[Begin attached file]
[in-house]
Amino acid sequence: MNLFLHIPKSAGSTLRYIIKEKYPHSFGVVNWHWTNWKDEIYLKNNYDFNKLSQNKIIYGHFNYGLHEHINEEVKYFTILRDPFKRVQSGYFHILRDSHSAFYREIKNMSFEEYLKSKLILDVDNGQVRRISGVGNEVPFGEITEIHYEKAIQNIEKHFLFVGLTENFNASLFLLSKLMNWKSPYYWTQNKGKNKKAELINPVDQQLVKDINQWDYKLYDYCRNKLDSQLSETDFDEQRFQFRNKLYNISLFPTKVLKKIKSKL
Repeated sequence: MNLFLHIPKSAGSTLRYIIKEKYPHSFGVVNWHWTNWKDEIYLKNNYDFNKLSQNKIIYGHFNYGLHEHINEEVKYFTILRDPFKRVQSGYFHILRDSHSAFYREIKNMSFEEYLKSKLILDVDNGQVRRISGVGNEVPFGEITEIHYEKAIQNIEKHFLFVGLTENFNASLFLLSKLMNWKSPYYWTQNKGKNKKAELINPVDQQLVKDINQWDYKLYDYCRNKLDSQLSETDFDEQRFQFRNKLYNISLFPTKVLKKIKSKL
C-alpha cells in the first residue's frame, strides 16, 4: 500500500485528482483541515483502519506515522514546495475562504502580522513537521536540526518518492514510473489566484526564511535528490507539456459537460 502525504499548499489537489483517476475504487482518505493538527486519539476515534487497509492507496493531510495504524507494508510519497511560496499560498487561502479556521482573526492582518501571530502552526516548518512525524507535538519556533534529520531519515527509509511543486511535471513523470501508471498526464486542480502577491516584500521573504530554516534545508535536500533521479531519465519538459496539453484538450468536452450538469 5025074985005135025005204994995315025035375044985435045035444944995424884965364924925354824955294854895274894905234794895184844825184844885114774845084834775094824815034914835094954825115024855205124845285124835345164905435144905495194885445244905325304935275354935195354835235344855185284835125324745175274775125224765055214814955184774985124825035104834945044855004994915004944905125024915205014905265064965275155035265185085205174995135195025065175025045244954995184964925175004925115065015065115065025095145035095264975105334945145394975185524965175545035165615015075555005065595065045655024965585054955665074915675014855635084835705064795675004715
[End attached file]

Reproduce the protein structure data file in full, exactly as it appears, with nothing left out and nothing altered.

[in-house]
Amino acid sequence: MNLFLHIPKSAGSTLRYIIKEKYPHSFGVVNWHWTNWKDEIYLKNNYDFNKLSQNKIIYGHFNYGLHEHINEEVKYFTILRDPFKRVQSGYFHILRDSHSAFYREIKNMSFEEYLKSKLILDVDNGQVRRISGVGNEVPFGEITEIHYEKAIQNIEKHFLFVGLTENFNASLFLLSKLMNWKSPYYWTQNKGKNKKAELINPVDQQLVKDINQWDYKLYDYCRNKLDSQLSETDFDEQRFQFRNKLYNISLFPTKVLKKIKSKL
Repeated sequence: MNLFLHIPKSAGSTLRYIIKEKYPHSFGVVNWHWTNWKDEIYLKNNYDFNKLSQNKIIYGHFNYGLHEHINEEVKYFTILRDPFKRVQSGYFHILRDSHSAFYREIKNMSFEEYLKSKLILDVDNGQVRRISGVGNEVPFGEITEIHYEKAIQNIEKHFLFVGLTENFNASLFLLSKLMNWKSPYYWTQNKGKNKKAELINPVDQQLVKDINQWDYKLYDYCRNKLDSQLSETDFDEQRFQFRNKLYNISLFPTKVLKKIKSKL
C-alpha cells in the first residue's frame, strides 16, 4: 500500500485528482483541515483502519506515522514546495475562504502580522513537521536540526518518492514510473489566484526564511535528490507539456459537460 502525504499548499489537489483517476475504487482518505493538527486519539476515534487497509492507496493531510495504524507494508510519497511560496499560498487561502479556521482573526492582518501571530502552526516548518512525524507535538519556533534529520531519515527509509511543486511535471513523470501508471498526464486542480502577491516584500521573504530554516534545508535536500533521479531519465519538459496539453484538450468536452450538469 5025074985005135025005204994995315025035375044985435045035444944995424884965364924925354824955294854895274894905234794895184844825184844885114774845084834775094824815034914835094954825115024855205124845285124835345164905435144905495194885445244905325304935275354935195354835235344855185284835125324745175274775125224765055214814955184774985124825035104834945044855004994915004944905125024915205014905265064965275155035265185085205174995135195025065175025045244954995184964925175004925115065015065115065025095145035095264975105334945145394975185524965175545035165615015075555005065595065045655024965585054955665074915675014855635084835705064795675004715